As such, the Sixers are preparing to dismiss Colangelo as general manager before the critical offseason begins in earnest.

Frankly, if the Sixers are going to do this anyway, they should have just done it during the Game 1 aftermath to take a little heat off. The top national NBA reporters are 3,000 miles away reacting to a series of surreal moments in a surreal Finals game. Bury that news. Alas. Watch for the axe to come down soon.

Links Galore

11 ridiculous moments from the start of the NBA Finals.

LeBron did not, by the way, want to keep answering questions about J.R. Smith. Nor did he want to wear pants to the game.

Paul Flannery on what it’s like to be one of LeBron’s teammates.

Few gave the Cavaliers any shot at winning the Finals. Did Cleveland just give away whatever slim hope they had?

I have THOUGHTS on the LeBron charge/block call reversal that cost the Cavaliers a huge defensive stop late. Those can wait a little while longer. For now, here’s Mike Prada explaining the rule and providing some recent examples of it in action (albeit not in the NBA Finals).

We haven’t even mentioned that Tristan Thompson was ejected for apparently (but not really?) tossing an elbow at Shaun Livingston at the end of overtime, and then got into a brouhaha with Draymond Green as he lingered on the court because Green was taunting him. But you can’t get a tech after you’ve been ejected, so Thompson will get penalized some other way. My bet is that the NBA will downgrade the Flagrant 2 to a technical foul, retroactively assess a tech for the incident with Green, and call it a day.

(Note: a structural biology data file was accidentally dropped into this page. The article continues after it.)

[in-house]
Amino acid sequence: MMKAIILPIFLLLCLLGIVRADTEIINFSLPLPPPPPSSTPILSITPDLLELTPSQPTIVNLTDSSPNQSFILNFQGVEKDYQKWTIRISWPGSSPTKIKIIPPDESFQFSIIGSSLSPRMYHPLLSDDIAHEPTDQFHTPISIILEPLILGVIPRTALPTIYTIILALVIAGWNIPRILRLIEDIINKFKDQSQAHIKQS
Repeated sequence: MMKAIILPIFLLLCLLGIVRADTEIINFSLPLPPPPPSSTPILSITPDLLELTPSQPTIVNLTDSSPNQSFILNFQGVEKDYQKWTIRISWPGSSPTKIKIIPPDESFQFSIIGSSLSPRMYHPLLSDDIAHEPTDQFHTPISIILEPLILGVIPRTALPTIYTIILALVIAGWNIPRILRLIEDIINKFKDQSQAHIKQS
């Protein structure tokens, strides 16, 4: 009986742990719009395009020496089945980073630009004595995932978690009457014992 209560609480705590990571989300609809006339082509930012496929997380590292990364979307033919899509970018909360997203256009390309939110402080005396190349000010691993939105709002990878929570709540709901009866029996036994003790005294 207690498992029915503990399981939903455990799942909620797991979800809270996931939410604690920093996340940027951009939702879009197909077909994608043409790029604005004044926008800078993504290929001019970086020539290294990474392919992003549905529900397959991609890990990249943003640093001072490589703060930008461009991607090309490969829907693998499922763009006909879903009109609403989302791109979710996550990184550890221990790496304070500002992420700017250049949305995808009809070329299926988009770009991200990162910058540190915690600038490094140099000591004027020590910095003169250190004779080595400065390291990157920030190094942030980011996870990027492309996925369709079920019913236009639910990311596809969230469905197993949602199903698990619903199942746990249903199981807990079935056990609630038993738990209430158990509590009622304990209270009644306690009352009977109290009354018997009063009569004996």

JaVale McGee was having such a nice little spurt when Steve Kerr had him start the second half. And then he missed a point-blank dunk.

Another argument for NBA players to wear augmented reality eyewear during games: maybe LeBron wouldn’t get poked in the eye so hard a giant blood spot forms.

The Pistons are talking to Dwane Casey. Now that’s a smart match.

Lee Jenkins on LeBron’s Finals legacy.

Are the Washington Mystics a new power in the WNBA?

A big Doris Burke feature out of New Jersey that includes footage of high school Doris playing point.

In appreciation of NBA Finals photography.

On Klay Thompson’s chess obsession.

Tyronn Lue acknowledged that he was treated for anxiety issues when he took a leave of absence during the regular season. Talking about mental health issues is important in destigmatizing mental health issues. Kudos to Lue.

Before Game 1, LeBron was rather circumspect about whether his frayed relationship with Dan Gilbert will affect his free agency decision.

The name of the new Bucks’ arena opening next year is, uh, it’s a 21st-century arena name alright. (Nothing will beat the Smoothie King Center.)

This is pretty funny. Errick McCollum is a basketball star in Turkey. So when fans ask for pictures with him, and his less-famous-in-Turkey little brother C.J. McCollum is around, guess who is asked to take the photos?

Be excellent to each other.